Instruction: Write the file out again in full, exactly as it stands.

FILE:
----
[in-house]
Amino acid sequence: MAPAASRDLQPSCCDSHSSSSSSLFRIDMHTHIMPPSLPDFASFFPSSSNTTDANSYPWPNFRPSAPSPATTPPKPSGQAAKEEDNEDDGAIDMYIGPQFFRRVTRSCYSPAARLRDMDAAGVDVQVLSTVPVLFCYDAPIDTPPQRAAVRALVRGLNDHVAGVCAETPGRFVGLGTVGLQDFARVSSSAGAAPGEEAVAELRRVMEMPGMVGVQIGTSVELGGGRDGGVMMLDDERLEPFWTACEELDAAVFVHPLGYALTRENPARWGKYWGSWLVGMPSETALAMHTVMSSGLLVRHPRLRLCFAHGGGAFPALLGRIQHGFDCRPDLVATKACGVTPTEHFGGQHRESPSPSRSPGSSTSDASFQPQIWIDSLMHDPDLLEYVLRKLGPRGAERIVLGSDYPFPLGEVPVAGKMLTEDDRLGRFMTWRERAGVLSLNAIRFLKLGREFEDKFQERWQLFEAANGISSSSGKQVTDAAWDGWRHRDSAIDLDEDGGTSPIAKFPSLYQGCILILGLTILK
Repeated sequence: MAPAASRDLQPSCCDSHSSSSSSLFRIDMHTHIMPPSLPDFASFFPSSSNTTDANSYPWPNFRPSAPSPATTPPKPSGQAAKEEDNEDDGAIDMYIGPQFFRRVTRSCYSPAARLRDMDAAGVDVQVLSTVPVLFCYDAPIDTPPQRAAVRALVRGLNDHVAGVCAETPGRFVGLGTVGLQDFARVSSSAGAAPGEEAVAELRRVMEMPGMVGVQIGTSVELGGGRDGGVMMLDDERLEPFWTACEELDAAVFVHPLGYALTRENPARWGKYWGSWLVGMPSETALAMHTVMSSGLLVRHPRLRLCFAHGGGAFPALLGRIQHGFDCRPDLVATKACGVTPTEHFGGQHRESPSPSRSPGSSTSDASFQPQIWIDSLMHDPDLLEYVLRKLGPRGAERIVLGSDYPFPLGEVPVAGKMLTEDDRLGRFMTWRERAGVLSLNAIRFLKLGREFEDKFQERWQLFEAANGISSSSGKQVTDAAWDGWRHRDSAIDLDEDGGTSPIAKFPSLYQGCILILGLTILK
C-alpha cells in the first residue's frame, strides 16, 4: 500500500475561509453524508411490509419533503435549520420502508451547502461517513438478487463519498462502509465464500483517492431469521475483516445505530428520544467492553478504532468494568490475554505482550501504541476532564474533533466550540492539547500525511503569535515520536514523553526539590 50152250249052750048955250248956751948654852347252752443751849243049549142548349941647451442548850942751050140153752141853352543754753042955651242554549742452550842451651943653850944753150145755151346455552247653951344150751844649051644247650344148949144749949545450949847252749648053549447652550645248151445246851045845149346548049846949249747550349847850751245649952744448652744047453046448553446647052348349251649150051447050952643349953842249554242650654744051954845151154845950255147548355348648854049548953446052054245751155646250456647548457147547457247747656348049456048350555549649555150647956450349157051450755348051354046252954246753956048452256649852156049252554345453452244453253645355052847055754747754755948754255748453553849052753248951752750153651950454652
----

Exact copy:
[in-house]
Amino acid sequence: MAPAASRDLQPSCCDSHSSSSSSLFRIDMHTHIMPPSLPDFASFFPSSSNTTDANSYPWPNFRPSAPSPATTPPKPSGQAAKEEDNEDDGAIDMYIGPQFFRRVTRSCYSPAARLRDMDAAGVDVQVLSTVPVLFCYDAPIDTPPQRAAVRALVRGLNDHVAGVCAETPGRFVGLGTVGLQDFARVSSSAGAAPGEEAVAELRRVMEMPGMVGVQIGTSVELGGGRDGGVMMLDDERLEPFWTACEELDAAVFVHPLGYALTRENPARWGKYWGSWLVGMPSETALAMHTVMSSGLLVRHPRLRLCFAHGGGAFPALLGRIQHGFDCRPDLVATKACGVTPTEHFGGQHRESPSPSRSPGSSTSDASFQPQIWIDSLMHDPDLLEYVLRKLGPRGAERIVLGSDYPFPLGEVPVAGKMLTEDDRLGRFMTWRERAGVLSLNAIRFLKLGREFEDKFQERWQLFEAANGISSSSGKQVTDAAWDGWRHRDSAIDLDEDGGTSPIAKFPSLYQGCILILGLTILK
Repeated sequence: MAPAASRDLQPSCCDSHSSSSSSLFRIDMHTHIMPPSLPDFASFFPSSSNTTDANSYPWPNFRPSAPSPATTPPKPSGQAAKEEDNEDDGAIDMYIGPQFFRRVTRSCYSPAARLRDMDAAGVDVQVLSTVPVLFCYDAPIDTPPQRAAVRALVRGLNDHVAGVCAETPGRFVGLGTVGLQDFARVSSSAGAAPGEEAVAELRRVMEMPGMVGVQIGTSVELGGGRDGGVMMLDDERLEPFWTACEELDAAVFVHPLGYALTRENPARWGKYWGSWLVGMPSETALAMHTVMSSGLLVRHPRLRLCFAHGGGAFPALLGRIQHGFDCRPDLVATKACGVTPTEHFGGQHRESPSPSRSPGSSTSDASFQPQIWIDSLMHDPDLLEYVLRKLGPRGAERIVLGSDYPFPLGEVPVAGKMLTEDDRLGRFMTWRERAGVLSLNAIRFLKLGREFEDKFQERWQLFEAANGISSSSGKQVTDAAWDGWRHRDSAIDLDEDGGTSPIAKFPSLYQGCILILGLTILK
C-alpha cells in the first residue's frame, strides 16, 4: 500500500475561509453524508411490509419533503435549520420502508451547502461517513438478487463519498462502509465464500483517492431469521475483516445505530428520544467492553478504532468494568490475554505482550501504541476532564474533533466550540492539547500525511503569535515520536514523553526539590 50152250249052750048955250248956751948654852347252752443751849243049549142548349941647451442548850942751050140153752141853352543754753042955651242554549742452550842451651943653850944753150145755151346455552247653951344150751844649051644247650344148949144749949545450949847252749648053549447652550645248151445246851045845149346548049846949249747550349847850751245649952744448652744047453046448553446647052348349251649150051447050952643349953842249554242650654744051954845151154845950255147548355348648854049548953446052054245751155646250456647548457147547457247747656348049456048350555549649555150647956450349157051450755348051354046252954246753956048452256649852156049252554345453452244453253645355052847055754747754755948754255748453553849052753248951752750153651950454652